They are proposing 66 units at the top of Underhill Road and Mill River Road. The plan is to make Underhill Road a cul-de-sac and take over the road at the top to join different Lizza lots into one large unit to use the town's Golden Age Zone. The site plan was sent back to them by the town, two months ago for revision.
The units are for people over age 62 and will sell for $149,000 up.
It is important to note that when notice of the public hearing arrives, it is the one hearing the town holds on the proposal. Then it is up to the town board and the Department of Planning and Development to make a determination on the plan.
The OBCA is watching the traffic congestion at the Roosevelt School in the mornings and afternoons when parents deliver and pick up their children. The police are doing a survey of the traffic. The school sent letters home about the project.
Bob McEvoy suggested the OBCA have the police put up one of their traffic speed units on Route 106 in the vicinity of the Vernon School because of cars speeding up the hill.
The OBCA is working on parking issues too. A member asked why the town can't at least paint stripes in the town parking lot.
Residents are concerned with parking on Orchard Street while construction of Harbor House goes on. A resident complained about work starting at 7 a.m. but the workers arrive earlier and sit in their cars with the engines running, they work six days a week the amount of dust being generated by construction resulting in dust in the house, not being able to use their backyard, and employees and visitors parking all over Orchard and Prospect including illegal parking. One person has been parking by a no parking sign for the last six months.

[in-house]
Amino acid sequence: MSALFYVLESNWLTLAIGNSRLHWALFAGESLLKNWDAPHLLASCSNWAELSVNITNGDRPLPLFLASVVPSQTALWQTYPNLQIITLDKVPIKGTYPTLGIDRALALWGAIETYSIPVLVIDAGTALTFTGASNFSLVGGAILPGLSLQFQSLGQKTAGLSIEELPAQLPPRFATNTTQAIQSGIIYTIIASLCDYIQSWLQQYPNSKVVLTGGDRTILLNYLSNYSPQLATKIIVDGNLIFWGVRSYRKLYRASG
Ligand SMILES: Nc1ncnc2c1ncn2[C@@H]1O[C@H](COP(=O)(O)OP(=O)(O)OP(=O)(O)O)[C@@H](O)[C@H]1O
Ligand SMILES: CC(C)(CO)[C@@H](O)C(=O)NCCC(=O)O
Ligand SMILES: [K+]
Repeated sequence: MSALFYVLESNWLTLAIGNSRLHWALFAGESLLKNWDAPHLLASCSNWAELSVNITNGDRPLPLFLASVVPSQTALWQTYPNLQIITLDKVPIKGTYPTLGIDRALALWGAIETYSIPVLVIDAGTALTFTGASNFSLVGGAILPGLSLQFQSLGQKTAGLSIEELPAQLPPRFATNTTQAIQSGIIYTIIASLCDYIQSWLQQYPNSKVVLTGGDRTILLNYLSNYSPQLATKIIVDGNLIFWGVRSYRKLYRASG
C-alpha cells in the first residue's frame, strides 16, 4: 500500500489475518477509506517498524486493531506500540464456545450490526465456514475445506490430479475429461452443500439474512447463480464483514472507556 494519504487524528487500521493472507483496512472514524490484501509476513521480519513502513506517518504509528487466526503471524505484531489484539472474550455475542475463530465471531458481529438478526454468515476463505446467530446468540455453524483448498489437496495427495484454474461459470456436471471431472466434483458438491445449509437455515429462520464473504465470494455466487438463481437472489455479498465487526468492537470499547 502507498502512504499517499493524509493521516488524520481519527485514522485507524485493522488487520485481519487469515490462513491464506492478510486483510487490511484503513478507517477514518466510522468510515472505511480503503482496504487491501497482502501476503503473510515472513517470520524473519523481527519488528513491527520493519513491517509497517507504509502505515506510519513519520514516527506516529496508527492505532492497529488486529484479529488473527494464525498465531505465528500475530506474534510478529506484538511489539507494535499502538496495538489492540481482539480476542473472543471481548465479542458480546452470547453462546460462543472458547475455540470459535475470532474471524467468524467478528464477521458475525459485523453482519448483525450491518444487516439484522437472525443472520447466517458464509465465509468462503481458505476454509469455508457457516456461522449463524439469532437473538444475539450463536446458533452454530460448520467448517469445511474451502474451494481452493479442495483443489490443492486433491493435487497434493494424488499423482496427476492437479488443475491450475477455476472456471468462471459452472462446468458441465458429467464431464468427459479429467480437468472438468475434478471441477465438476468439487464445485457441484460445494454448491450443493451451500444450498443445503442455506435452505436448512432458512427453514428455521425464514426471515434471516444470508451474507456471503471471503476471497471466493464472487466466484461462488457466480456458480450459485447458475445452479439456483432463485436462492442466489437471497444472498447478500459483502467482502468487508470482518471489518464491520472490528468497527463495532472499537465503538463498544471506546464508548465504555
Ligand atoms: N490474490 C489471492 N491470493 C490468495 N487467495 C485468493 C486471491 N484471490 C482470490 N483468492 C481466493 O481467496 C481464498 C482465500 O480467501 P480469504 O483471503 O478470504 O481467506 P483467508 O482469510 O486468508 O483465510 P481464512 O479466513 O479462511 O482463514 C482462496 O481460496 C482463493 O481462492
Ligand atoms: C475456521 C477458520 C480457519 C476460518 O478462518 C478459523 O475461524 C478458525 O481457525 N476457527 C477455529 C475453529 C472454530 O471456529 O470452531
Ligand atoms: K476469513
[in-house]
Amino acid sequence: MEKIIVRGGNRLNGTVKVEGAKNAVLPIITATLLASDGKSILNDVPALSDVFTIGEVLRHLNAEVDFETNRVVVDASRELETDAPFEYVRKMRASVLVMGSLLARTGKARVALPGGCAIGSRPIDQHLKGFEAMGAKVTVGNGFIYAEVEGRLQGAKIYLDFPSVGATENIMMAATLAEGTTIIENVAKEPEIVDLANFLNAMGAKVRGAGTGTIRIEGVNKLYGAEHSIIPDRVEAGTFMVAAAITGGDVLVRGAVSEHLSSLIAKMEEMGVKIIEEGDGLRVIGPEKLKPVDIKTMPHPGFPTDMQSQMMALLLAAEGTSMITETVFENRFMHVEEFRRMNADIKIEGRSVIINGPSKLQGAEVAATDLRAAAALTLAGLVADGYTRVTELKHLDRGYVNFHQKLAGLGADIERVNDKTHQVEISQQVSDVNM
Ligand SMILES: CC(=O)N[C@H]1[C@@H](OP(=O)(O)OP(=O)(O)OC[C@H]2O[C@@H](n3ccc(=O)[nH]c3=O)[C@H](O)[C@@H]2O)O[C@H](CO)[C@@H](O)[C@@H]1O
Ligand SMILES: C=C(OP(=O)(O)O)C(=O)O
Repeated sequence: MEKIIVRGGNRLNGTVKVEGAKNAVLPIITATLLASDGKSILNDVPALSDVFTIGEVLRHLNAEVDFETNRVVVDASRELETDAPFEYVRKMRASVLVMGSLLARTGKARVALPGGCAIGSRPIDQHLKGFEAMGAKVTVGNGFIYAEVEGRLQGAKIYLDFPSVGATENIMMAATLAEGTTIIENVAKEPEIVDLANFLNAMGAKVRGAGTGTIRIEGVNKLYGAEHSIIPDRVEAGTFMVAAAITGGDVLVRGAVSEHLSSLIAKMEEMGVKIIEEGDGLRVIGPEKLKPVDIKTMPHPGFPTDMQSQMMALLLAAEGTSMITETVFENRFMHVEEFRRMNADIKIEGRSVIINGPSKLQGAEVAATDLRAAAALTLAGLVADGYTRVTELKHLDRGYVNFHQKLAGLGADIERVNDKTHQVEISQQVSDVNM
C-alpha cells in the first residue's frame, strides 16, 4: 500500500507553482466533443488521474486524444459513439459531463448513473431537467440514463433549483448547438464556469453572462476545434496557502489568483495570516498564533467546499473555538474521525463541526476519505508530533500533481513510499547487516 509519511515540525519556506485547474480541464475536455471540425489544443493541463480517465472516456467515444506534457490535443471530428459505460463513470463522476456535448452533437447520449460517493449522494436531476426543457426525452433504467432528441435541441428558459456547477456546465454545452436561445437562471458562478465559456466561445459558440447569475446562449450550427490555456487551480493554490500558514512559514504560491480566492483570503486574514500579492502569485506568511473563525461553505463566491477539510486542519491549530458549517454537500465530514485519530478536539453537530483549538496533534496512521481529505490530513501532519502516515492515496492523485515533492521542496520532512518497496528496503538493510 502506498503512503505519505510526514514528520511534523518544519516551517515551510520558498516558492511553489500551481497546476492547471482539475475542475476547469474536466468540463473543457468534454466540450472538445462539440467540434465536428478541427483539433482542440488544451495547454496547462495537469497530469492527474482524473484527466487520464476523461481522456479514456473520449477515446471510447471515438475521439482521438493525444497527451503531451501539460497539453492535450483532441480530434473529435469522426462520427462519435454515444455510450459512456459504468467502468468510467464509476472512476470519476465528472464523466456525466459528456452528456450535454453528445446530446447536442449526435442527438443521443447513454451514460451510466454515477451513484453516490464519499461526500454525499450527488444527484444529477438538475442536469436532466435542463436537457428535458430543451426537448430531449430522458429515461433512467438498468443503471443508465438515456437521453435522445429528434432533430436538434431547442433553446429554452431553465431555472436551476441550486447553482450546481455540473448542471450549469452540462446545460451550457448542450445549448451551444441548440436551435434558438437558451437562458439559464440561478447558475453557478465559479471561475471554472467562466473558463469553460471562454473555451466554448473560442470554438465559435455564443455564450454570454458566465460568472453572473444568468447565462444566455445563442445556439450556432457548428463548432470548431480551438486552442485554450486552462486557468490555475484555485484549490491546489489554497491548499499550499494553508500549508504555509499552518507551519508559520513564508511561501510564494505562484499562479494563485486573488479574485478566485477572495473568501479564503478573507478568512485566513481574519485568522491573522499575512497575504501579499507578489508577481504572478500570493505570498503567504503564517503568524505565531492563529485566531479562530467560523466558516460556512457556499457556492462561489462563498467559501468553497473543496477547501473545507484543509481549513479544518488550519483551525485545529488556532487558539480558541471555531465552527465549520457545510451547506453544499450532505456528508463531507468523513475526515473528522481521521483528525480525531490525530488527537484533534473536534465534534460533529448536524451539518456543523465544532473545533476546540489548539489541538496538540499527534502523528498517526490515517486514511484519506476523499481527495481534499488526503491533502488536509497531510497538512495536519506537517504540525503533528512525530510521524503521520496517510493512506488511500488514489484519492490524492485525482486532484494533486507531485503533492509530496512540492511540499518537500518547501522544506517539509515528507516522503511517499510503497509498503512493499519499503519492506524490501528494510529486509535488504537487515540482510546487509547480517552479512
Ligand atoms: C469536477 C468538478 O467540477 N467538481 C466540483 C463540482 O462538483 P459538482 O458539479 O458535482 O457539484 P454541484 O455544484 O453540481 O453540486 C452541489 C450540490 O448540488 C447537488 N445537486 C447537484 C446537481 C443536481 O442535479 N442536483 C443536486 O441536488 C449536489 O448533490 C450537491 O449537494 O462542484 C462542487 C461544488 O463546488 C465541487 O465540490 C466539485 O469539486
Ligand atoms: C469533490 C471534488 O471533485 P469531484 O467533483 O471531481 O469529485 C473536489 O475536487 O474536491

Now residents of Orchard Street have no parking and feel like prisoners in their own homes. Water was coming out of the construction site and flooding Orchard near South Street and icing over in cold weather, creating a driving hazard. "Is there an end in sight?" asked Pierre Brandt.
On Audrey Avenue a resident clocked a SUV double-parked outside of a legal parking spot for 45 minutes. There is no handicap parking in the post office area.
They were also concerned with trucks double parking on Audrey Avenue. Suggestions were made about changing the parking limits in the hub of the hamlet. Ask for enforcement of existing laws, was the conclusion.
Marie Knight said Charlie Doering is organizing a Teen Club for the 16 to 20/21-year-old group with Island Properties. He was not there to report on the progress of the idea.
Jerritt Gluck and John Walsh are working on a First Night concept as a way to celebrate New Year's in the village. It is done in Boston where it is an alcohol free, family event with folk music, puppet shows, ice sculpture and a postal cancellation. "We need a bit of help. We're going to try to do it," said John Walsh.
Ms. Knight said the Main Street Association has asked that the OBCA send a representative to a joint meeting with them and the OB Chamber of Commerce to see that they won't overlap on their projects and would have more weight acting together.
Bob Bartlotti is looking into the OBCA sending mass emails to announce their meetings to members. It is cost effective, said Ms. Knight. She reported that a bunch of renewals had come in the mail, including some new memberships.
During the meeting, Ms. Knight read a letter to the editor she wrote in favor of the Oyster Bay Chamber of Commerce's announcement to cancel the 2001 Oyster Festival. She said Daria Lamb will be the next president and David Lamb will recuse himself (he is a board member). She said people join the chamber to take advantage of their group health insurance. "They are having a complete shake-up," she said.